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What are some of the best Treasury Workstation solutions for SMB's?

treasury workstation solutions

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Topic Expert
David OBrien
Title: Treasury Consultant
Company: EE Treasury
(Treasury Consultant, EE Treasury) |

Dear Anonymous:

At issue is Best Practice use of Treasury technology. If I may I will respond to your question indirectly:

1) First determine what it is you wish the Treasury Management System (TMS) to do:
o Unattended polling of bank information reports
o Daily Cash Position
o Investment tracking
o Debt tracking
o Inter-company loan tracking
o Cash Forecasting
o Foreign Exchange exposure and trading tracking
o Mark to Market
o Bank overdraft tracking
o Upload to the general ledger

2) Map the processes to be housed in the TMS, map them as you want them to be not necessarily as they are

3) Determine the user base structure for use of the TMS; i.e. are all users in one place or are the users from an input perspective distributed in different physical locations. How many users at each location.

4) Give consideration as to the technical architecture; i.e. will the application be housed on a company PC, file server, or on the internet?
Also realistically determine the internal IT resources available to implement and support the TMS, if none fine.

5) Identify the benefits resulting from implementation of a TMS

6) Quantify the amount you are willing to spend to obtain a license to use the TMS and support the annual maintenance.

The price range for TMS is broad: from $10,000 to $2 million for the original license with commensurate annual maintenance.

Also a number of commercial banks offer very inexpensive yet well designed Treasury tools for cash position, cash forecasting, in house banking, foreign exchange tracking and the like. Check your bank.

End of the day the TMS of your choice depends on what you want to do and how much you are willing to pay to do it. Focus on the above and the answer will become evident.

Once you have completed your analysis, I would be delighted to advise you further.

My thoughts are based on 30 years in Treasury with the implementation of 8 TMS, 3 as a Corporate user and 5 as a Consultant.

David L. O'Brien, CTP

Topic Expert
Brenda Morris
Title: Board of Directors, Audit Committee Chai..
Company: Boot Barn
(Board of Directors, Audit Committee Chair, Boot Barn) |

First, what an amazing answer David! You covered every aspect to consider in the search for and selection of a TMS. I implemented the Treasura solution a couple years ago and had a great experience with the implementation team and the deliverables. Good luck, Brenda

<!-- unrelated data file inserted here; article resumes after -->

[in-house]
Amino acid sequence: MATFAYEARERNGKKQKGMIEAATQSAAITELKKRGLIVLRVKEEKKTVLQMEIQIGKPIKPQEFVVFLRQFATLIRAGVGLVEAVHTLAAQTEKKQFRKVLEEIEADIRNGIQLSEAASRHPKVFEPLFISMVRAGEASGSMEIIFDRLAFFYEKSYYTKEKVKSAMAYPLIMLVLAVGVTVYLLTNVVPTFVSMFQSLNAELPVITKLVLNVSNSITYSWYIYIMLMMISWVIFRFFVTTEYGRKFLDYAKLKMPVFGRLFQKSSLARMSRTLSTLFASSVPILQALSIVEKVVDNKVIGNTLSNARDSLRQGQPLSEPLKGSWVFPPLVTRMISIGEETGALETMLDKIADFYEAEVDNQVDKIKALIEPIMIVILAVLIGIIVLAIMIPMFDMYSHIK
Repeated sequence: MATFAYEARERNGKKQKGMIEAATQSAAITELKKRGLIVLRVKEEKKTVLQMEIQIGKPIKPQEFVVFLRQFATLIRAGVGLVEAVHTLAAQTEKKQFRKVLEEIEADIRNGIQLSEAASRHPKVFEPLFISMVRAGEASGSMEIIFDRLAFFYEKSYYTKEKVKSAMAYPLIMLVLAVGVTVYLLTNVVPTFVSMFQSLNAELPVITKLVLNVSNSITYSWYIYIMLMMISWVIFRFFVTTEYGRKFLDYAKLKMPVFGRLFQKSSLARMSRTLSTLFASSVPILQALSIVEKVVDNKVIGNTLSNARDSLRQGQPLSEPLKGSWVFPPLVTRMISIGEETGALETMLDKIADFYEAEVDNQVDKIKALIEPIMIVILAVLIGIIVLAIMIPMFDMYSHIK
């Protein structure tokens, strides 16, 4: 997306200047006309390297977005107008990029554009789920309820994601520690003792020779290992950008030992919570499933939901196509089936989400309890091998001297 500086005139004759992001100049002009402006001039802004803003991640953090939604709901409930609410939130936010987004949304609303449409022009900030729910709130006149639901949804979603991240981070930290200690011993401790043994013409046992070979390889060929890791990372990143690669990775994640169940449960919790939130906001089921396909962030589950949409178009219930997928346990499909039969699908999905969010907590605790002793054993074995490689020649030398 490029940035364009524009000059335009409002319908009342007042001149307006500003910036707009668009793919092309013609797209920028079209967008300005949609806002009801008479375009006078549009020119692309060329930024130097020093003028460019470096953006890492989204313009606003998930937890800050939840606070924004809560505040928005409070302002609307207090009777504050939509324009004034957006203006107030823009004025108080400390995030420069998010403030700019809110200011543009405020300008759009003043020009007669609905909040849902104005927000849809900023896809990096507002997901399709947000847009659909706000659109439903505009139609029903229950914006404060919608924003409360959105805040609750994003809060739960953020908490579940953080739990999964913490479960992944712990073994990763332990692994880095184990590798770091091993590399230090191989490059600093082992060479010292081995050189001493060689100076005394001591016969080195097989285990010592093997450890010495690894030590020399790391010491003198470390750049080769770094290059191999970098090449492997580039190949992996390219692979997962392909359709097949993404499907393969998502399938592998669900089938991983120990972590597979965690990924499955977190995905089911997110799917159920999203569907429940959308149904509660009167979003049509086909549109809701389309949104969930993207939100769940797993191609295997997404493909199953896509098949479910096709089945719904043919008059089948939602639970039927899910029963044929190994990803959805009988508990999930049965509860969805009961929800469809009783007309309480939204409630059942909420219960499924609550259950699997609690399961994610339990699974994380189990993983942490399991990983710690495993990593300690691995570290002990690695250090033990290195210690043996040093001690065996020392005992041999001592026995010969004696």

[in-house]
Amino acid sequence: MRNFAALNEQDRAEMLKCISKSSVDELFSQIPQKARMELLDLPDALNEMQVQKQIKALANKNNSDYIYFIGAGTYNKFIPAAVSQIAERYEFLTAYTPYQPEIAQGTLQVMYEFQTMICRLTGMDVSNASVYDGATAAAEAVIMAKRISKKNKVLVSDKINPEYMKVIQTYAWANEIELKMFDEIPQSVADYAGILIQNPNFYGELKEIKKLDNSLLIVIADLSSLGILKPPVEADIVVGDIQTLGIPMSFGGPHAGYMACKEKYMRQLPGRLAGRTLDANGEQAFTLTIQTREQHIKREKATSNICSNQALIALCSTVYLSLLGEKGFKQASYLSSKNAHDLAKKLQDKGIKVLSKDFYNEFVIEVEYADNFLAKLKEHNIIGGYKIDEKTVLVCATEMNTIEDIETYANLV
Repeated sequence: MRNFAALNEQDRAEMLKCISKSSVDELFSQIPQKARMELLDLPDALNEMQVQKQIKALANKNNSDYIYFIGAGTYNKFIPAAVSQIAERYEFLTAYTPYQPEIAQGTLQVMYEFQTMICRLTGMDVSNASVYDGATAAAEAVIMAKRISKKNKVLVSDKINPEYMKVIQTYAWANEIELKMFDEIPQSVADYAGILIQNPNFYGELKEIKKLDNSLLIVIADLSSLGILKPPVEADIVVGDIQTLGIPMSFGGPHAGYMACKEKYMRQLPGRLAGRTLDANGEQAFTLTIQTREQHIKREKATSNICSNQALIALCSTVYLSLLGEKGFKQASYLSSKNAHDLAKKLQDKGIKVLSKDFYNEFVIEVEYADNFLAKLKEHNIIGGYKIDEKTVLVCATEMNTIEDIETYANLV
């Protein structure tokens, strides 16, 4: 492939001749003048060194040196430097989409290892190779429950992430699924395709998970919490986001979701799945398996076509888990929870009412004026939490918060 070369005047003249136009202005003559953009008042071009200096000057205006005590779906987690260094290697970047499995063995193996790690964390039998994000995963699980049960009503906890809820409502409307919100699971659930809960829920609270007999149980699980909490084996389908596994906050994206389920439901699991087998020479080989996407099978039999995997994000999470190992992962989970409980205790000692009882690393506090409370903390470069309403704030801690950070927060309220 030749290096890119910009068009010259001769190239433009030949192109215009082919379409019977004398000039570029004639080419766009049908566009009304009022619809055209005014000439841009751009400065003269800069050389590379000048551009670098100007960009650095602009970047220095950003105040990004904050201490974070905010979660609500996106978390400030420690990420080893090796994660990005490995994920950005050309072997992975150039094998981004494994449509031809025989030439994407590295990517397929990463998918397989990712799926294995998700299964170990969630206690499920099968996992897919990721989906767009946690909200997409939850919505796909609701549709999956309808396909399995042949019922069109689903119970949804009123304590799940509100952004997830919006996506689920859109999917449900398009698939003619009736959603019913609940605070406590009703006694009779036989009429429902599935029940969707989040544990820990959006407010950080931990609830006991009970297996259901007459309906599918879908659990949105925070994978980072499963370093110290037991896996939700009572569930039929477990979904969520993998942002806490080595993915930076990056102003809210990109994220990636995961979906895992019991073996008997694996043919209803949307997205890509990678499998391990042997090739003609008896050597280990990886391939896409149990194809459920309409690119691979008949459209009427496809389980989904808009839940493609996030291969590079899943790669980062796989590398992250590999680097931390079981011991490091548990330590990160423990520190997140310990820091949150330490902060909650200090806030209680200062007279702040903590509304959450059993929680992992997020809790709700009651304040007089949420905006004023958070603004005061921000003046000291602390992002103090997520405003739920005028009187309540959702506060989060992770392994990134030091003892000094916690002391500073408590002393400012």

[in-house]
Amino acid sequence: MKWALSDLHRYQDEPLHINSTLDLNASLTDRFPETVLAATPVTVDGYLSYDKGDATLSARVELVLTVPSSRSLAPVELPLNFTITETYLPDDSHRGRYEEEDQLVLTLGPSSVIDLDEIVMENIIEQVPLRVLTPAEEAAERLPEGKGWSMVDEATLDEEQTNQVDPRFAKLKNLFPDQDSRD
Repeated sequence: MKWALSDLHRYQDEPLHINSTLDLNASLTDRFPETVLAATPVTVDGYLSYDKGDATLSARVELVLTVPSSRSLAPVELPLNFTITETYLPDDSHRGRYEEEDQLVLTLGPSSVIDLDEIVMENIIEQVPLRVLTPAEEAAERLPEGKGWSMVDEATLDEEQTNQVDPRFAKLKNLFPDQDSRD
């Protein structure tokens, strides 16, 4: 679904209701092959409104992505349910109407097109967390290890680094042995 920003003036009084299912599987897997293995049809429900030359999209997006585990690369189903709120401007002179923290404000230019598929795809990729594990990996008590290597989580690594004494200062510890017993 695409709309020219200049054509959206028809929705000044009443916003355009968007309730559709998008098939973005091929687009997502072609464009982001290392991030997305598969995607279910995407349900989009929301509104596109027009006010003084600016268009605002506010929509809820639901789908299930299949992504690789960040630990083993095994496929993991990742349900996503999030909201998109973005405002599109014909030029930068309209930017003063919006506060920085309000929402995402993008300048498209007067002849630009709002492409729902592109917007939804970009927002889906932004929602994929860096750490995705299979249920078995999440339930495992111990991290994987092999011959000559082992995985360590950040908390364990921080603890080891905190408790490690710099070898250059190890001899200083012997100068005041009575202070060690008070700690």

Bruce Lynn
Title: Managing Partner
Company: The FECG LLC
(Managing Partner, The FECG LLC) |

If treasury management systems are the solution, what was the problem again?

SMB companies can very widely in their size and complexity so it is important to understand what the issues are before buying that "wonder tool".

I would suggest a company's first 5 thoughts about workstation solutions should be:
- How much liquidity is "enough"?
- How much risk is "too much"?
- How do I measure "success" ?
- What systems must work together?
- Who will use this new system?

Regarding users - one of the mistakes made, even by the larger companies, is that treasury workstations are only for treasury. Managing liquidity and risk is something that both financial and operations staff must do, working together. After all operating cash flow is the largest source of cash flow for most companies. Therefore, a workstation should be used by many people throughout the organization to execute / forecast this source of cash.

Also consider your banking structures or systems. I consulted for one $500MM company that had 6 banks, too many for a company of this size. A workstation doesn't care about the size / complexity of your banking structure, but too many banks and accounts means the system (i.e. users) spends too much time "accounting" for transactions and not enough time planning or forecasting cash, debt, investment balances. Too many banks also makes the system harder / more costly to implement.

Finally, SMB companies often lack the resources to own and operate technology. There are at least 2 or 3 vendors offering systems for lease (i.e. software as service).

Whether they are right for you requires answers to the questions above before you start the inevitable RFP process, view system demos and make that final vendor selection.

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